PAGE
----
It doesn’t matter where a person is standing in the United States in this day and age — chances are you are going to catch a whiff of marijuana at some point or another.
From Los Angeles to New York City, it’s now par for the course for cannabis consumers to slip outside and catch a buzz, sending that telltale odor wafting through the air and within close enough proximity to the olfactory senses of unsuspecting passersby.
For some people, this is not a problem at all. They might even make statements like, “Uh-oh, somebody’s getting down on some of that loud!” while looking around to see if they can get in on the action. But others are noticeably offended by the bouquet of bud. They wrinkle up their faces and make snide comments to one another about how the whole world has gone to hell in a handbasket: “What on God’s green earth do you think they’re doing to that poor skunk?”
And apparently most people belong to the latter category — the majority of Americans are turned off by the smell of cannabis in the streets. This is the consensus of a recent study from the folks at PSB Research, Civilized, Burson Cohn & Wolfe and BuzzFeed News. They found that more than half of the population (51%) thinks that public displays of the doobie have become a real problem, with some 25% going as far as to say that they actually “hate” getting assaulted by the stench of weed while out on the town.
The Nose Knows
Indeed, as crazy as it might sound, not everyone out there is cool with getting slapped in the face with somebody else’s stoned good times.
In our opinion, it’s a testament to just how miserable the population has become as of late. A recent Gallup poll shows that Americans are some of the most stressed and unhappy folks in the world. Considering there are people in parts of the planet who use a hole in the ground for a toilet and their next meal, if they are lucky, might be a bowl of live cockroaches or a sewer rat, that’s pretty muffed up! Our advice: Get off social media for five minutes, America, and smoke some weed! You will start to feel better about yourselves soon enough.
Although a vast majority of the population is now in favor of marijuana legalization – some are good with it being freed up for medicinal use, others think that prohibition should be dissolved altogether – certain aspects of the cannabis culture just don’t seem to gel with the popular opinion. Perhaps this is the reason residents and county officials come out in droves on the heels of legalization and place bans the cannabis industry from taking shape in their neck of the woods. These people are completely fine with the idea of legalizing an intoxicating plant for those who choose to use it. Hell, they may have even supported the issue at the polls! But they have a tendency to get a little aggro with the concept of the herb popping up too close to their homes.
Presumably, these are the same folks that are now upset over the smell of grass invading their space while they are out shopping or engaging in other boring activities insisted on by fashionable society.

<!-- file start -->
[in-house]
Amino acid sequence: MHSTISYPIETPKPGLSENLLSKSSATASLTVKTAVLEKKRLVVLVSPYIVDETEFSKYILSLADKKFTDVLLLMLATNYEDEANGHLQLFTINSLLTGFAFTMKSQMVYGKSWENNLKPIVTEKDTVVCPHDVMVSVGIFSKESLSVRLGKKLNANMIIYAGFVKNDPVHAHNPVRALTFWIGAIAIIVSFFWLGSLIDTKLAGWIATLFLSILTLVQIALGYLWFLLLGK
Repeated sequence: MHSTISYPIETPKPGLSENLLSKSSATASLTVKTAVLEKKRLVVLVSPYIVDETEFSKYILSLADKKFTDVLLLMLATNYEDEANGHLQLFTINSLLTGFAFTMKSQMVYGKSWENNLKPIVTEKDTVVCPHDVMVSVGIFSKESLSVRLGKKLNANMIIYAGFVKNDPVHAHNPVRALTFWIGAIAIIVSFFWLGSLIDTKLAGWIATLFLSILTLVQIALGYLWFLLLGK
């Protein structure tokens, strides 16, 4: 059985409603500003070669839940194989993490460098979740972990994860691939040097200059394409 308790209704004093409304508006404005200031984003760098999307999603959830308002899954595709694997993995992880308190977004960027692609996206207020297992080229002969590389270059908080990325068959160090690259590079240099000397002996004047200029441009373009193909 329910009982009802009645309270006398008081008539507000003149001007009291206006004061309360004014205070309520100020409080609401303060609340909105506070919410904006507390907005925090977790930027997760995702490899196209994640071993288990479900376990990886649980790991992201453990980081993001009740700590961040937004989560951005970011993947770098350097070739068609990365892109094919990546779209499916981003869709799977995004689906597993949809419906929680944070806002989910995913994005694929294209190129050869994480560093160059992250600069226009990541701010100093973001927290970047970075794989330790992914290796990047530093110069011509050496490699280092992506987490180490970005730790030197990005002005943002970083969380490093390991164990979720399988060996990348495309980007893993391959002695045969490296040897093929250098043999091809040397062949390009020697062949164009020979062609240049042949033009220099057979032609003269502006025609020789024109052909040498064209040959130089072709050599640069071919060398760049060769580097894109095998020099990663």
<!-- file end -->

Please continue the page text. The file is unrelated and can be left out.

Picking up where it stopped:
But public pot odors bother some more than others. The smell of cannabis is a “major problem” for 23% of the population, the study finds. Another 28% considers it only a “minor problem.” And interestingly, even in Canada, where marijuana is now legal for recreational use nationwide, marijuana odor is still not welcomed. Nearly 60% of the population in the Great White North are not keen on smelling pot in public.
Give the People What They Want!
So, what is the solution? Maybe it is time for jurisdictions with recreational marijuana laws on the books to get serious about allowing cannabis lounges. As it stands, most of the places where weed is legal only enable people to consume in the privacy of their own homes.
Sure, some select cities are starting to explore the concept of social use, but these situations have a long way to go before they function in a way that appeases the stoned masses.
Not that providing social toking spots is going to remedy the problem entirely — it certainly will not. After all, marijuana is still considered a banned substance across the majority of the United States. Regular cannabis users in those parts of the country are inevitably going to duck out on occasion to get their heads straight. That may be out behind the dumpster of the restaurant where they work, the alley on the way to a bar, or wherever. Stoners are going to get stoned.
We would venture to say that there’s not much that can be done about the problem at this juncture other than pushing the nation into full-blown legalization, creating a scene where marijuana is normal and widely accepted. Only then will public consumption become unnecessary. It could also contribute to a case where the 51% complaining about weed odors now enter the realm of the unbothered.
If we’ve learned one thing from the marijuana movement, it’s that progress on the issue has many faces.
TELL US, how do you feel when you smell cannabis in public?